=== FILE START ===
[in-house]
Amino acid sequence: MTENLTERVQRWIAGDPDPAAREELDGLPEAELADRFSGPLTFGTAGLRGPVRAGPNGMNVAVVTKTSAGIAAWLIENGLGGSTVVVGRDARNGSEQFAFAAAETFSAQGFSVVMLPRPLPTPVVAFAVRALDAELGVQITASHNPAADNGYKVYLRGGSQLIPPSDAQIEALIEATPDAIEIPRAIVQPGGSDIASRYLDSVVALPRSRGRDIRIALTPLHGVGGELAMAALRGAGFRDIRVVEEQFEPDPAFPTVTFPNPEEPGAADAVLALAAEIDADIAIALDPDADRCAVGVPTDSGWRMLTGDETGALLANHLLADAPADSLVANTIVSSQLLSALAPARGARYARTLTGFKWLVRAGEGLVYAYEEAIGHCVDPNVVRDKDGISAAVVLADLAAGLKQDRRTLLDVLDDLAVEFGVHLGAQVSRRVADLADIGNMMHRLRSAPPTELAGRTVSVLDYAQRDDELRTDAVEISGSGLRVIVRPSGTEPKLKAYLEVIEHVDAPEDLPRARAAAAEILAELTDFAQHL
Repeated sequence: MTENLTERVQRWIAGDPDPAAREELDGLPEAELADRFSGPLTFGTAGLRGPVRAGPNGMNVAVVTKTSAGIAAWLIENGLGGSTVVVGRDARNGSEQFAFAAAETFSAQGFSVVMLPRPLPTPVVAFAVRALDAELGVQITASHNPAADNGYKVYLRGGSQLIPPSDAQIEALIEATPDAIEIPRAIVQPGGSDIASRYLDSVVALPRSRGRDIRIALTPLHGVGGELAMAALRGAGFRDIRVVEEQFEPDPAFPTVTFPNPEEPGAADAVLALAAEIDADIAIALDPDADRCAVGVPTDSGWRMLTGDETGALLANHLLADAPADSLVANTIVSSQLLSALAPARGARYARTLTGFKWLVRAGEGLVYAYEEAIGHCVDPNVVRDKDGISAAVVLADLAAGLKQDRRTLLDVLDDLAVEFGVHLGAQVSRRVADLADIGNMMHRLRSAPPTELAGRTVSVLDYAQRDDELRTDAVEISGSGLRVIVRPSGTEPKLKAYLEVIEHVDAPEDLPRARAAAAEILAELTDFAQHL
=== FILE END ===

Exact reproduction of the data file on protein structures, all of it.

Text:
[in-house]
Amino acid sequence: MTENLTERVQRWIAGDPDPAAREELDGLPEAELADRFSGPLTFGTAGLRGPVRAGPNGMNVAVVTKTSAGIAAWLIENGLGGSTVVVGRDARNGSEQFAFAAAETFSAQGFSVVMLPRPLPTPVVAFAVRALDAELGVQITASHNPAADNGYKVYLRGGSQLIPPSDAQIEALIEATPDAIEIPRAIVQPGGSDIASRYLDSVVALPRSRGRDIRIALTPLHGVGGELAMAALRGAGFRDIRVVEEQFEPDPAFPTVTFPNPEEPGAADAVLALAAEIDADIAIALDPDADRCAVGVPTDSGWRMLTGDETGALLANHLLADAPADSLVANTIVSSQLLSALAPARGARYARTLTGFKWLVRAGEGLVYAYEEAIGHCVDPNVVRDKDGISAAVVLADLAAGLKQDRRTLLDVLDDLAVEFGVHLGAQVSRRVADLADIGNMMHRLRSAPPTELAGRTVSVLDYAQRDDELRTDAVEISGSGLRVIVRPSGTEPKLKAYLEVIEHVDAPEDLPRARAAAAEILAELTDFAQHL
Repeated sequence: MTENLTERVQRWIAGDPDPAAREELDGLPEAELADRFSGPLTFGTAGLRGPVRAGPNGMNVAVVTKTSAGIAAWLIENGLGGSTVVVGRDARNGSEQFAFAAAETFSAQGFSVVMLPRPLPTPVVAFAVRALDAELGVQITASHNPAADNGYKVYLRGGSQLIPPSDAQIEALIEATPDAIEIPRAIVQPGGSDIASRYLDSVVALPRSRGRDIRIALTPLHGVGGELAMAALRGAGFRDIRVVEEQFEPDPAFPTVTFPNPEEPGAADAVLALAAEIDADIAIALDPDADRCAVGVPTDSGWRMLTGDETGALLANHLLADAPADSLVANTIVSSQLLSALAPARGARYARTLTGFKWLVRAGEGLVYAYEEAIGHCVDPNVVRDKDGISAAVVLADLAAGLKQDRRTLLDVLDDLAVEFGVHLGAQVSRRVADLADIGNMMHRLRSAPPTELAGRTVSVLDYAQRDDELRTDAVEISGSGLRVIVRPSGTEPKLKAYLEVIEHVDAPEDLPRARAAAAEILAELTDFAQHL